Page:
Refresh. This will not affect keys you have pinned.
If you want to get fancy, you can set multiple patterns separated by a vertical bar, of which the first will be applied that yields a non-empty string. If all return a empty string, a random key will be generated.
The full list of functions (extract data from your reference into your citekey) and filters (change the extracted data) is:
edtrN_M: The first
N(default: all) characters of the
Mth (default: first) author’s last name.
edtrEtAl: The last name of the first author, and the last name of the second author if there are two authors or “EtAl” if there are more than two. This is similar to
auth.etal. The difference is that the authors are not separated by “.” and in case of more than 2 authors “EtAl” instead of “.etal” is appended.
edtrForeIni: The forename initial of the first author.
edtrIniN: The beginning of each author’s last name, using no more than
edtr.edtr.ea: The last name of the first two authors, and “.ea” if there are more than two.
edtr.etal: The last name of the first author, and the last name of the second author if there are two authors or “.etal” if there are more than two.
editorIni: The first 5 characters of the first author’s last name, and the last name initials of the remaining authors.
editorLast: The last name of the last author
editorLastForeIni: The forename initial of the last author.
editorsN: The last name of up to N authors. If there are more authors, “EtAl” is appended.
editorsAlpha: Corresponds to the BibTeX style “alpha”. One author: First three letters of the last name. Two to four authors: First letters of last names concatenated. More than four authors: First letters of last names of first three authors concatenated. “+” at the end.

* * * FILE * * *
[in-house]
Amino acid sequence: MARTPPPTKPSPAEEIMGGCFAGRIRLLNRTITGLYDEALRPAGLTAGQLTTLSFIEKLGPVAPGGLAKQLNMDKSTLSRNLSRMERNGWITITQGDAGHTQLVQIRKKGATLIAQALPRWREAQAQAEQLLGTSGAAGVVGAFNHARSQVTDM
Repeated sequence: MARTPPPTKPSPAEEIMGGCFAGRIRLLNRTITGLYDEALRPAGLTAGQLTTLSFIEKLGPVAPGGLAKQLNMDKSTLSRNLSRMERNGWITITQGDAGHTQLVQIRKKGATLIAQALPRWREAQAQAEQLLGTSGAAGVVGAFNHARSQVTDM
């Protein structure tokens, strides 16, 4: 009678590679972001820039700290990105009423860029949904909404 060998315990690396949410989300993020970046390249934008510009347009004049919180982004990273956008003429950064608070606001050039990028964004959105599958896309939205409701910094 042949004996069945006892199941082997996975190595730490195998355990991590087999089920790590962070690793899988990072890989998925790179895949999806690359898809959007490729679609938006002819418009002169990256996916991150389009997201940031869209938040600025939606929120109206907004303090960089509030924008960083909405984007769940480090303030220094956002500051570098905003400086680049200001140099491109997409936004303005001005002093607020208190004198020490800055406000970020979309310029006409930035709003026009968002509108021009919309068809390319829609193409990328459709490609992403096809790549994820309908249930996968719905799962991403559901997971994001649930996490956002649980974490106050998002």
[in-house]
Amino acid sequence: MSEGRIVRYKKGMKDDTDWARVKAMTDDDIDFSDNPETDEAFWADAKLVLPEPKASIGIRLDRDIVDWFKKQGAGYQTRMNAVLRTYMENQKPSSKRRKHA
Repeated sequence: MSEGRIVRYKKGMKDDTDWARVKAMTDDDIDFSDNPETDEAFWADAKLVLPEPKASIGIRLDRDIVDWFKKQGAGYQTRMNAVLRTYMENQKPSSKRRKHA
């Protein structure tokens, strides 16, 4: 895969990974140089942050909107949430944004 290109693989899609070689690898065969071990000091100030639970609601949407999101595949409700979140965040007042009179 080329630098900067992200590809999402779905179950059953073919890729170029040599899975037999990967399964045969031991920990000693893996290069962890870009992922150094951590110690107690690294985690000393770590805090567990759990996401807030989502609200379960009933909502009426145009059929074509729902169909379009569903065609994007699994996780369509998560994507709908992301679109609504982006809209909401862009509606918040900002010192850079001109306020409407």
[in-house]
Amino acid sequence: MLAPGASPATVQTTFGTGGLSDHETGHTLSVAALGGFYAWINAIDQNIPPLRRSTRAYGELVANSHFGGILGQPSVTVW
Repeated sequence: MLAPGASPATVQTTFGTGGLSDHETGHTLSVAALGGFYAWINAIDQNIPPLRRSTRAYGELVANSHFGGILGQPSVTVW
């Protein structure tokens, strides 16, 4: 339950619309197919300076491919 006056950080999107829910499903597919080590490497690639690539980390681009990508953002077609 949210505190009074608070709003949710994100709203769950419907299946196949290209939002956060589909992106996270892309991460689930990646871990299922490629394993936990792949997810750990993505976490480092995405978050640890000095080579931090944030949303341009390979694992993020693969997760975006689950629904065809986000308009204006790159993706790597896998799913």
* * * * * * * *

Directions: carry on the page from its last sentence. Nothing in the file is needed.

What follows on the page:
edtrshort: The last name if one author is given; the first character of up to three authors’ last names if more than one author is given. A plus character is added, if there are more than three authors.
firstpage: The number of the first page of the publication (Caution: this will return the lowest number found in the pages field, since BibTeX allows
journal: returns the journal abbreviation, or, if not found, the journal title, If ‘automatic journal abbreviation’ is enabled in the BBT settings, it will use the same abbreviation filter Zotero uses in the wordprocessor integration. You might want to use the
abbrfilter on this.
keywordN: Tag number
lastpage: The number of the last page of the publication (See the remark on
library: returns the name of the shared group library, or nothing if the reference is in your personal library
month: the month of the publication
origyear: the original year of the publication
shorttitleN_M: The first
N(default: 3) words of the title, first
M(default: 0) capitalized
shortyear: The last 2 digits of the publication year
title: Capitalize all the significant words of the title, and concatenate them. For example,
An awesome paper on JabRefwill become
veryshorttitleN_M: The first
N(default: 1) words of the title, first
M(default: 0) capitalized
year: The year of the publication
zotero: Generates citation keys as the stock Zotero Bib(La)TeX export does. Note that this pattern inherits all the problems of the original Zotero citekey generation – you should really only use this if you have existing papers that rely on this behavior.
0: a pseudo-function that sets the citekey disambiguation postfix to numeric (-1, -2, etc, like the standard Zotero Bib(La)TeX translators do) rather than alphabetic (a, b, c). Does not add any text to the citekey otherwise.
>X: a pseudo-function which aborts the current pattern generation if what came before it is X characters or less (
[>0]is a typical use. You’d typically use this with something like
[auth][>0][year]|[title][year]which means if there’s no author you get
title-yearrather than just